Burberry’s continued to lead innovation on social media

Luxury brands began to engage proactively with social media platforms

High-profile digital innovations include the “buy now” button, piloted by Burberry in a tie-up with Twitter, and Michael Kors’ efforts to unlock the sales potential of Instagram. Most global brands have forged a stronger social media presence this year.

Leading luxury goods players invested in young fashion designers

LVMH took a minority stake in Italian designer Marco de Vincenzo, for example. Niche investments have not been all about young fashion designers, though. Kering teamed up with Kelly Slater, a professional surfer, to bring a new line of surf apparel to the market.

World Cup tourism drove up luxury spending in Brazil despite the cooling economy

Affluent Brazilians largely stayed at home in June and July rather than travel abroad. Additionally, there was a big influx of international visitors, fuelling a spike in shopping mall footfall. Brazil’s luxury goods market is on course to grow 10% in 2014 (at fixed US dollar prices), its strongest performance in three years.

 Big M&A activity was quiet in 2014 

The Misses

Luxury jewellery was not the target of a major M&A deal

There was more interest in vertical over horizontal acquisitions. Leading jewellers want greater control over the whole route-to-market process, from raw materials to retail. A current example is Chow Tai Fook, which is sizing up stakes in diamond mines.

Private equity did not acquire one or more of the following brands: Salvatore Ferragamo, Brunello Cucinelli, Tod’s, Ermenegildo Zegna

In fact Tod’s has latterly been eyeing up its own acquisitions, notably of footwear brand Roger Vivier. Private equity was still a mover and shaker in the industry, though. Blackstone bought a 20% stake in Versace and Russia’s VTB Capital came close to a 70% stake in Roberto Cavalli. The latter deal fizzled out in November due (mainly) to economic instability in Russia.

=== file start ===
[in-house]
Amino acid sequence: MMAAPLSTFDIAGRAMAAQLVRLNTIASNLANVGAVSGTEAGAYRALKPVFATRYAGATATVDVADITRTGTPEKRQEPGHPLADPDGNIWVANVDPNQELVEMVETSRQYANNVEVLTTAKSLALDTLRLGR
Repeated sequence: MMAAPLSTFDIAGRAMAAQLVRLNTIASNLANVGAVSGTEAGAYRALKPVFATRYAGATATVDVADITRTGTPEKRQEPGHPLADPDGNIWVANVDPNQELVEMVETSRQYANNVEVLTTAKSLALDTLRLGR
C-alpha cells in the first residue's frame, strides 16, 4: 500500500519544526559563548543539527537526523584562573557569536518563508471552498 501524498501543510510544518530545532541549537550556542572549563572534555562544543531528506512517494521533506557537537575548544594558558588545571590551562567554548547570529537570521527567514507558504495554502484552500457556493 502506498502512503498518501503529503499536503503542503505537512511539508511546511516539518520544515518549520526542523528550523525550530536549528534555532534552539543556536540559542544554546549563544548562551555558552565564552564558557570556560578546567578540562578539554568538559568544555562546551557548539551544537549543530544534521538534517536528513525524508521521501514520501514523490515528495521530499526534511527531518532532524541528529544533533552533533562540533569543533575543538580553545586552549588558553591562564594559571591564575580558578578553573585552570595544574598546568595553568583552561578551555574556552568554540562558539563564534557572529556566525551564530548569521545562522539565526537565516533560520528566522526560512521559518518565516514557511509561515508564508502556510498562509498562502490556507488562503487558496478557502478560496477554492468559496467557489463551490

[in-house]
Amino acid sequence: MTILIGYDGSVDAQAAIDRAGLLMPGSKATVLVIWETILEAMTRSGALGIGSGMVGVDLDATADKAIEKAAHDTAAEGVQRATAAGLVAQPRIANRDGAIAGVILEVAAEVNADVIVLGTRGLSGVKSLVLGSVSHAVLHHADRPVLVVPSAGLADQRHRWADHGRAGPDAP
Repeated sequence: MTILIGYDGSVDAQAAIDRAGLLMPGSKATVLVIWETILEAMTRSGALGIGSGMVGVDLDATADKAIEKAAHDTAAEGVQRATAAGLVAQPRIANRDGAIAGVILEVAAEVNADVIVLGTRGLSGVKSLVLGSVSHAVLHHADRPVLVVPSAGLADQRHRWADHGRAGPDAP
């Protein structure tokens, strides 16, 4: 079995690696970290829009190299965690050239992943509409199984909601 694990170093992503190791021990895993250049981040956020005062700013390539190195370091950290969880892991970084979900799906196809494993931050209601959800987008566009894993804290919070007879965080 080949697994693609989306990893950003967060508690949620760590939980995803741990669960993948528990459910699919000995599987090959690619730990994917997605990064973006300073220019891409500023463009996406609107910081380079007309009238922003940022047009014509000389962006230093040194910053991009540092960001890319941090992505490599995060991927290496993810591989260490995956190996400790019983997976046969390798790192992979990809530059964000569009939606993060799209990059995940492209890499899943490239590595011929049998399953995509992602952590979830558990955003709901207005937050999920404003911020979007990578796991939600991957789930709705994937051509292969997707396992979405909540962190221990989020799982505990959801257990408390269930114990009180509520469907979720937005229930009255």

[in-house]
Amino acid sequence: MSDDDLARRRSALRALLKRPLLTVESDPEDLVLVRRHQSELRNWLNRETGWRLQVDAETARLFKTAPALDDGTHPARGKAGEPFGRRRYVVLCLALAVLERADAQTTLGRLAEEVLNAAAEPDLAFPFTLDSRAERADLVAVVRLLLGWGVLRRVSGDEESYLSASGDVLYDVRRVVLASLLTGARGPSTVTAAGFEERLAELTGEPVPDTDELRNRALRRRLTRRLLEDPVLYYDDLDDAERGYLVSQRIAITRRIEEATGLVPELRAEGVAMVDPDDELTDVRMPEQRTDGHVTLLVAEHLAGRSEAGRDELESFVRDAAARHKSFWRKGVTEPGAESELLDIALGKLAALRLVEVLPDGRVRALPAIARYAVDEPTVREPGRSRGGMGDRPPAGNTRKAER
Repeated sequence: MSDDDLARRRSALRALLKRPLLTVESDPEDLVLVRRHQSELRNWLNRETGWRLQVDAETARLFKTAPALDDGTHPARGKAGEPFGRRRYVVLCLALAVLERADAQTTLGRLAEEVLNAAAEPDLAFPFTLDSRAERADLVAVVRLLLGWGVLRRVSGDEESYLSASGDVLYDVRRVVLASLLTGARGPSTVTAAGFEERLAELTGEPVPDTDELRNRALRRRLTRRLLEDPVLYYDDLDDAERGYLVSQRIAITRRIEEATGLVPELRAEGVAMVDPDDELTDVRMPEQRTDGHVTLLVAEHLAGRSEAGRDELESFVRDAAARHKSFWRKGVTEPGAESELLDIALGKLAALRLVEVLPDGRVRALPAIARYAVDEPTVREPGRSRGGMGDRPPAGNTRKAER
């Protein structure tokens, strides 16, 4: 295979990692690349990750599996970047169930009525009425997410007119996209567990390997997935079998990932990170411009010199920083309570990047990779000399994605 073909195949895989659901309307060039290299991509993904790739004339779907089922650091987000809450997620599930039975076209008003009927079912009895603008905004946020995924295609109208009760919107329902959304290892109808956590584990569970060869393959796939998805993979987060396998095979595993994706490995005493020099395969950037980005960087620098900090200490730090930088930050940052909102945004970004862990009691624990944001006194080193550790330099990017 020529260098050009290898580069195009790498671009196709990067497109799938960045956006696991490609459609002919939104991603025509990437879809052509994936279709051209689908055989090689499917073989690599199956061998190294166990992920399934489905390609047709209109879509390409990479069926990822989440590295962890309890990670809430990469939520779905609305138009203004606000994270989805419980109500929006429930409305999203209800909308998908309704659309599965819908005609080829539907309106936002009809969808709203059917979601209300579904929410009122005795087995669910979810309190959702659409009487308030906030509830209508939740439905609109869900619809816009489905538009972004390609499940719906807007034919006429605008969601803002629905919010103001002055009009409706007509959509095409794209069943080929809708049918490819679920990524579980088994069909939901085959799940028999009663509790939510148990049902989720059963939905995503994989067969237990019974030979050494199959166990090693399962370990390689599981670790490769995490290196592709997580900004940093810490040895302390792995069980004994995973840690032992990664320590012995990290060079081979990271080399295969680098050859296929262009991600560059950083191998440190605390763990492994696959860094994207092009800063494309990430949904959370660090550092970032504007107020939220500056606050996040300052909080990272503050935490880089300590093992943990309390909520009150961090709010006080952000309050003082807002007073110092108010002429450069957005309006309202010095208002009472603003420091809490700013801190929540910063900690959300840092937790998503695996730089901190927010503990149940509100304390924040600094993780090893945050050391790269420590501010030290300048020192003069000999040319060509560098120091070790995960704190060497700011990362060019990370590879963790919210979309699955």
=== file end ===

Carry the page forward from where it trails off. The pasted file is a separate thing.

There was no surprise or off-the-radar mega deal

Big M&A activity was quiet in 2014. The focus was on organic growth and niche investments. Asian buyers, in particular, seemed ready to pounce at the start of the year, but a cocktail of unfavourable external pressures held things back.

The boom in real fur did not fizzle out

Fur was still high profile on the winter catwalks, especially in London and New York. The fur industry has sought to rebrand itself as ethical as well as luxurious, and consumers – young women especially – are buying in.

Luxury wines and spirits were not the weakest luxury categories as expected

Global sales recovered quite well in 2014 despite a continued slowdown in China (due mainly to the clampdown on gift-giving). Demand was notably upbeat in Brazil, Japan (first quarter of the year), Russia (first half of the year) and the US.


Despite persistent m&a rumours, Roberto Cavalli remains independent

The Jury’s Out

Global luxury brands will build new positions in sub-Saharan Africa

Yes and no. The region continues to generate huge investment interest, fuelled by its burgeoning wealth and highly favourable demographics. However, global luxury brands have been reticent about building stronger positions – in part because they are concerned about the legitimacy of Africa’s new wealth and how this might impact on brand image.

The over-65s will be the target of high-profile advertising and marketing campaigns

Yes and no. This is the fastest-growing demographic for internet connectivity and e-commerce, and widely recognised as a key market for luxury goods. However, most advertising and marketing this year has been age neutral rather than age specific.

Mexico will be the focus of some of the strongest emerging market investment

Yes and no. Mexico has the biggest luxury goods market in Latin America, and there has been significant new investment in Mexico City and a host of mid-size cities. However, the economy has struggled in 2014, which has tempered some industry initiatives.

To further investigate the industry year by year on Luxury Society, we invite your to explore the related materials as follows:

- 2014 Luxury Industry Predictions from the Experts
- 5 Trends That Defined The Luxury Industry in 2013
- 2013 Luxury Industry Predictions from the Experts


Fflur Roberts manages the research programme for the global Luxury Goods industry at Euromonitor International, which provides strategic analysis of the global market as well as in-depth coverage of 32 countries worldwide.